When creating charts, it’s important to pick the one that actually fits not just the data, but the task. That can require going outside your comfort zone to use something beyond the four or five most common chart types. Here is an example where the original chart does not support comparison between two different sets of numbers, but it’s easy to fix.
On Twitter this morning, Stephen Hoskins pointed me to this story about Auckland schools in the NZ Herald as a good use of pie charts. It’s an interesting case, because individually, these aren’t bad pie charts. They show the make-up of the poorest (Decile 1, lowest decile) and richest (Decile 10, highest decile) schools in Auckland.
They’re okay pies because they only show a small number of slices each and they’re very different. The sorting of the values could be better, but that’s a minor issue here. Looking at each individually works if you want to see each of those schools is made up in terms of ethnicities.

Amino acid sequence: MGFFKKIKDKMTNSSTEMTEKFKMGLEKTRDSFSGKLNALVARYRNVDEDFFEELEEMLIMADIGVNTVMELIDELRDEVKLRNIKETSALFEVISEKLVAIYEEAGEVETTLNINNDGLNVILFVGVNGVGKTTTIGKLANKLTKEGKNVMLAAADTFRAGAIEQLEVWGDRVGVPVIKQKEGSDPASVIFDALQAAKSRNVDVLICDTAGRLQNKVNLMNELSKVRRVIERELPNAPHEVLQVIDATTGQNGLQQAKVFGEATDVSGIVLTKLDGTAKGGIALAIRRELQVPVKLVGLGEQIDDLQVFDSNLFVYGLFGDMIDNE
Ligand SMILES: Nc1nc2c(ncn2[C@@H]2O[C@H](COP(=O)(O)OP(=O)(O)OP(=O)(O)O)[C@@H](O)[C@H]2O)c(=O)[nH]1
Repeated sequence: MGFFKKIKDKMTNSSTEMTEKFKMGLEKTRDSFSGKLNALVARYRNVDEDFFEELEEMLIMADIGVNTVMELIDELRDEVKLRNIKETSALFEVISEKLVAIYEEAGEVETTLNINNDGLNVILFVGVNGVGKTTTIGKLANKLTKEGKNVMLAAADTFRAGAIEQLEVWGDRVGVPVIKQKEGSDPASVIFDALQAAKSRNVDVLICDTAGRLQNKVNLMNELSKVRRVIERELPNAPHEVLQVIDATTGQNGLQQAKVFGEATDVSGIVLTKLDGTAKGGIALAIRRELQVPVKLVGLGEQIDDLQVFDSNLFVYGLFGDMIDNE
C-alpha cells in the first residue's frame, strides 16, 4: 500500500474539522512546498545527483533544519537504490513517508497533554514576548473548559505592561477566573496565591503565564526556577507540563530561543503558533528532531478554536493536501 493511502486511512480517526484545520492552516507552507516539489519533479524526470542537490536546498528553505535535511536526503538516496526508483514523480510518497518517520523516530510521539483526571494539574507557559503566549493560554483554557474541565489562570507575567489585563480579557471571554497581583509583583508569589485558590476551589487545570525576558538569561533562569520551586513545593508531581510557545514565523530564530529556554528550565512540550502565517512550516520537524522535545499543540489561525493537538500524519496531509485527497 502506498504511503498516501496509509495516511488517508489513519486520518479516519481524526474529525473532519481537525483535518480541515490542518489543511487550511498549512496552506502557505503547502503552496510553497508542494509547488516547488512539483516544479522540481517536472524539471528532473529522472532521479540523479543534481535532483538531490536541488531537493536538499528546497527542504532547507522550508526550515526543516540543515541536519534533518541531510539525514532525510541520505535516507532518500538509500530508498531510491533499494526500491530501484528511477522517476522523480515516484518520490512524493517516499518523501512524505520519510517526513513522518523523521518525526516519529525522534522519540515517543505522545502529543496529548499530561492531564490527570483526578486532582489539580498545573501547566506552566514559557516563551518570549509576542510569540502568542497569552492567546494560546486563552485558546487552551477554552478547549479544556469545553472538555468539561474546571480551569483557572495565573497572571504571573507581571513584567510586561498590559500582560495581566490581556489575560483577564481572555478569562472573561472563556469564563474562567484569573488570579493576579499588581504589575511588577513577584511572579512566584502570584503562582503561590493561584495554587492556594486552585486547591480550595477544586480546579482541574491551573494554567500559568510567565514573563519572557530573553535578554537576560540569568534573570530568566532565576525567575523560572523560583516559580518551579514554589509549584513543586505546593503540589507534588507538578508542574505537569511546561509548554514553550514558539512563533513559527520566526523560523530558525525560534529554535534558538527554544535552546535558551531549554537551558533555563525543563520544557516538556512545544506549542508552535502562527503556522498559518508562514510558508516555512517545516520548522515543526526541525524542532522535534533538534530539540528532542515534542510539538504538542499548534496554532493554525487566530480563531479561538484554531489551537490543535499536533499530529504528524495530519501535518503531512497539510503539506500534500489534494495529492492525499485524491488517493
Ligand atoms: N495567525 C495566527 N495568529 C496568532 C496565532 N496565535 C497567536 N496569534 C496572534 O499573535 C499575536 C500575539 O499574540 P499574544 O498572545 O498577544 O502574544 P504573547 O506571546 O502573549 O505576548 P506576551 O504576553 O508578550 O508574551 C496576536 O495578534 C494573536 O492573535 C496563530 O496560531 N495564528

The problem is that pies are really bad for comparison. This is especially problematic here where the differences are huge. It takes a while to even find the corresponding colors in both charts.
So I made a quick slope graph, with the bottom decile on the left and the top decile on the right. This fits into the same number of pixels, despite Tableau’s slightly inefficient use of space here.
The point of this chart is really the comparison, and the differences are really stark. The slope graph makes them much more visible, and easier to understand, than the pair of pie charts. I also got rid of the color legend and instead labeled the lines directly (though I left out the exact numbers since they likely aren’t terribly important).
It’s not just about the difference in the chart type here (and avoiding the oft-maligned pie chart), but asking what the point of the visualization is. If it’s comparison between sets of values (or over time), use a chart that makes that easy and clear.